It is said that the Scots have a highly developed sense of humour - because it's free! Much of the ethnic Scottish humour on the Web concentrates on bagpipes and the Scot who is careful with his money, but some of the pages below manage to go beyond these stereotypes.
It is said that all Scots have a sense of humour - because it is a free gift! But we do like to laugh at ourselves and here is a large collection of jokes with a Scottish flavour.
The title says it all!
This starts off by looking like an erudite discussion of Scottish humour but happily is full of some splendid examples.
For those who are planning to drive a car in Scotland (or anywhere else in the UK!) then a North American's advice on Driving in Britain> may help to take some of the mystery (fear?) from such a venture.
Cartoon character Lobey Dosser, his arch enemy Rank Badjin and other cast members ride across the Internet instead of the Glasgow Evening Times. The animated Gif files as well as the cartoon strips themselves provide the unique flavour of a well loved Scottish institution. There is also a short biography of Bud Neill the cartoonist who created Lobey.
This Web site has the entire content of the 24-page full colour publication of the same name. It is a humourous guide to all the stereotypes of Scotland ranging from kilts and tartan to whisky, haggis and the Loch Ness Monster. Although it describes itself as "seeing Scotland through the eyes of the world's worst tourist guide" it succeds in being being both entertaining and informative. And why put the book, including its illustrations on the Web. The publishers reckon that people will buy the book as stocking fillers at Christmas. And at only £3.50, they may be right. I've got my copy already!
A good sample of Chic's unique humour, which speaks volumes about the man himself.
This is the Web site of a comedienne who was born and raised in "Diddy Dunbar" the home of chilblains and sun burn. Gladys tours hospitals, hospices, rest homes and town halls with "family fun shows".
An irreverent set of humour from the "Voice of Stupidity" with stories and comment. They claim to have won an award for "outstanding contribution in the field of misinformation and consistently misrepresenting the news in a patronising populist fashion".
Created by a Glaswegian who lives in Dundee, this is a collection of fun items aimed at children (and the young at heart) including nonsense poems with titles such as The Sprickly-Sprock's Tea-Time, The Squink That Was Pink and Squetiquette. There are also stories about a girl called Jeannie McSpoon who eats custard, big style and a jokebox.
Produced in Inverness in the heart of the Scottish Highlands, with sketches, chat, live stand up and interviews, the site claims to be the biggest podcast Comedy site in Scotland and one of the biggest in the UK. The site also hosts an audio guide to Where to See Live Comedy in Scotland which brings together comedians from across Scotland to produce a show that contains sketches, stand up and more besides. If you want a feel for what’s going on in the Scottish Comedy scene, this could be the site for you.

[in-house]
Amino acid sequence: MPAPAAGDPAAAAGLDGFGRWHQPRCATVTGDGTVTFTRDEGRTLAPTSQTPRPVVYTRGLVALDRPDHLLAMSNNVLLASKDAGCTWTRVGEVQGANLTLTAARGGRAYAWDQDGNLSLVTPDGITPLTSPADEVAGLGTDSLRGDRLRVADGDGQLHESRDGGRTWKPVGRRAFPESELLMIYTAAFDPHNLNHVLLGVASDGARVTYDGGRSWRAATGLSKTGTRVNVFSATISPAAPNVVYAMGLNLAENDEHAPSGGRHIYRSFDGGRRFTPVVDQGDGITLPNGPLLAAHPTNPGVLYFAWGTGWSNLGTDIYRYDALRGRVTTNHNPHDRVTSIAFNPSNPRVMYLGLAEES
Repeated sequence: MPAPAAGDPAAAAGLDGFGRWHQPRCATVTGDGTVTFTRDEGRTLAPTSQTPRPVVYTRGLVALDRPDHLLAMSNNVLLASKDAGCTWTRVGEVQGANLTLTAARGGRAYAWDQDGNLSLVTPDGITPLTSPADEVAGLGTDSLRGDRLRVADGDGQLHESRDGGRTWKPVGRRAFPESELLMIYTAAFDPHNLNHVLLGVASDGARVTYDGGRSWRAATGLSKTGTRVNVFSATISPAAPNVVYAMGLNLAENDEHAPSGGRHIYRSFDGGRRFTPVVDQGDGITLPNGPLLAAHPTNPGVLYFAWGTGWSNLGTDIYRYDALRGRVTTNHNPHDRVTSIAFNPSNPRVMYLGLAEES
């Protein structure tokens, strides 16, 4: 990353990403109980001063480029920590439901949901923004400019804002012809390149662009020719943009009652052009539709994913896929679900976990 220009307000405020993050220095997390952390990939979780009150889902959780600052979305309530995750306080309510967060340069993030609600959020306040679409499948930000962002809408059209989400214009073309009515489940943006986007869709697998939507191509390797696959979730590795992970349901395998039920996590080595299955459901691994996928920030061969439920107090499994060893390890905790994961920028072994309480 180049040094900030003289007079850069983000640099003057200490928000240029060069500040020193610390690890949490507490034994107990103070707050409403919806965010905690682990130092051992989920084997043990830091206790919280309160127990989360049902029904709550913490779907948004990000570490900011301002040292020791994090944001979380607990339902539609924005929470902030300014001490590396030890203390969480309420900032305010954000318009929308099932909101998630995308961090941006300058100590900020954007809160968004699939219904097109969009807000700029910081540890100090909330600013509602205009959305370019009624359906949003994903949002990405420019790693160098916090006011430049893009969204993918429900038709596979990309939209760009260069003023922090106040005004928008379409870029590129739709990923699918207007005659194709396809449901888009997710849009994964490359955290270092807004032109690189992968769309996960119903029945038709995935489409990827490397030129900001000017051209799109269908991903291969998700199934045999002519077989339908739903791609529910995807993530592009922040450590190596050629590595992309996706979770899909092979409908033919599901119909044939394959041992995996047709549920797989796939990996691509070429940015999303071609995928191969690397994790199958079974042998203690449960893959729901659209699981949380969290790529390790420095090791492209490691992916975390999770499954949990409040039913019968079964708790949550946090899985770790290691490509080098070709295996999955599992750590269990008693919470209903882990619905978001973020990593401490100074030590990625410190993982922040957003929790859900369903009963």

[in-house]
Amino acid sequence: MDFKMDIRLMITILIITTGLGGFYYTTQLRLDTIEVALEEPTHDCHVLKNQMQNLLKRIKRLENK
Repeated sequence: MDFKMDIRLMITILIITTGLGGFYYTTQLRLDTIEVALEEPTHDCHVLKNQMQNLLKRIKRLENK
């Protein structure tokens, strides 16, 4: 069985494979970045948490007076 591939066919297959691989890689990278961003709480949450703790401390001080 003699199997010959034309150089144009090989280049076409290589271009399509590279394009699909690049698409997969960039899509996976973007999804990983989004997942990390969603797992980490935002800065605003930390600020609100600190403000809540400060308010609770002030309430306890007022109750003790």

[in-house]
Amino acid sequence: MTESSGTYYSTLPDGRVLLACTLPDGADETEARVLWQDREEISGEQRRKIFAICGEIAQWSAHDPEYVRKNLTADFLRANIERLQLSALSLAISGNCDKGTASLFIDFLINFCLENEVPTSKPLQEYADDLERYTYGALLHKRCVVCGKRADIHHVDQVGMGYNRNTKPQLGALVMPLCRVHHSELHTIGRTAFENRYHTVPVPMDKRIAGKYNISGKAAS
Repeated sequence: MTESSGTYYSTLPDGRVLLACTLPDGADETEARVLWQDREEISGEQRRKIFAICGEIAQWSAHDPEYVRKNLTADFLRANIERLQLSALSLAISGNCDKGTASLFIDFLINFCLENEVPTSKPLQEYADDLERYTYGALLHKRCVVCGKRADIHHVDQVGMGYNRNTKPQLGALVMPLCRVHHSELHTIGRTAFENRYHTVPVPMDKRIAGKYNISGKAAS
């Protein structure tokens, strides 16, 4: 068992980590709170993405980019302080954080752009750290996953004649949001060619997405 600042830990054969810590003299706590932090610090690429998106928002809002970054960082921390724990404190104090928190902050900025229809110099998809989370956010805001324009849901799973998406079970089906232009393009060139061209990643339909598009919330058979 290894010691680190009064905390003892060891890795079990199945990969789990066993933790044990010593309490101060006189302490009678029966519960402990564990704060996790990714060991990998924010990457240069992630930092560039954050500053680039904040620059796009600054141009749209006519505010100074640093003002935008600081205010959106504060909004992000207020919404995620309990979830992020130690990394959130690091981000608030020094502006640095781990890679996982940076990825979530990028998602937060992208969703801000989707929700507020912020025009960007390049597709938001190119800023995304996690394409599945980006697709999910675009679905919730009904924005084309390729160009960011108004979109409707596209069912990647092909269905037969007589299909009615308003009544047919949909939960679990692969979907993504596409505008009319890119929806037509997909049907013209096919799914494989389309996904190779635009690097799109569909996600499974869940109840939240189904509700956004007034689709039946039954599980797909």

The purpose of the site is to promote the company's cartoon creation service for corporate brochures, presentations, advertising but it in addition it features the strip cartoon characters Shuggie & Duggie>.
A collection of humorous stories from the world of what is supposed to be education but is often closer to anarchy, submitted by teachers to help them retain (recover?) their sanity...
A somewhat unusual and lighthearted set of illustrations of the Kyle of Lochalsh and surrounding area - as the Central garage recovery vehicle goes out to breakdowns and incidents involving cars, lorries or even buses which have come a cropper on the narrow country roads! Even the Mallaig lifeboat manages to get stuck!
Scots words and phrases - with translations - written in a lighthearted style, following the tradition of the Stanley Baxter professorial analysis of the Glasgow patois.....
The site defines Brigadoonery as "the enthusiastic affectation of things Scottish, often in exaggerated fashion, but always intended as a compliment, by people who were not born in Scotland." Written in a light-hearted style, the site nevertheless manages to convey some worthwhile information on a number of subjects, including:
A web site which says it is dedicated to exposing the myth, the magic, the beliefs and the baloney, the history, mystery and blistery feet that make up every walk of Scottish life. From Hogmanay to Holyrood. From the Tartan Army to the downright barmy. From whisky to risky. Nothing, and nobody, is safe from the size 13's of First Foot putting the boot in or stepping in where others fear to tread.
Scotland's "other national drink" making a change from all those whisky pages. The official Barrs Irn Bru site includes lots of technology from animated GIF's to Flash and plug-ins (if you have the plug-ins). There are screen-savers to download as well as "groovy wallpaper" (their description).
Where else would you like to go in Scotland?
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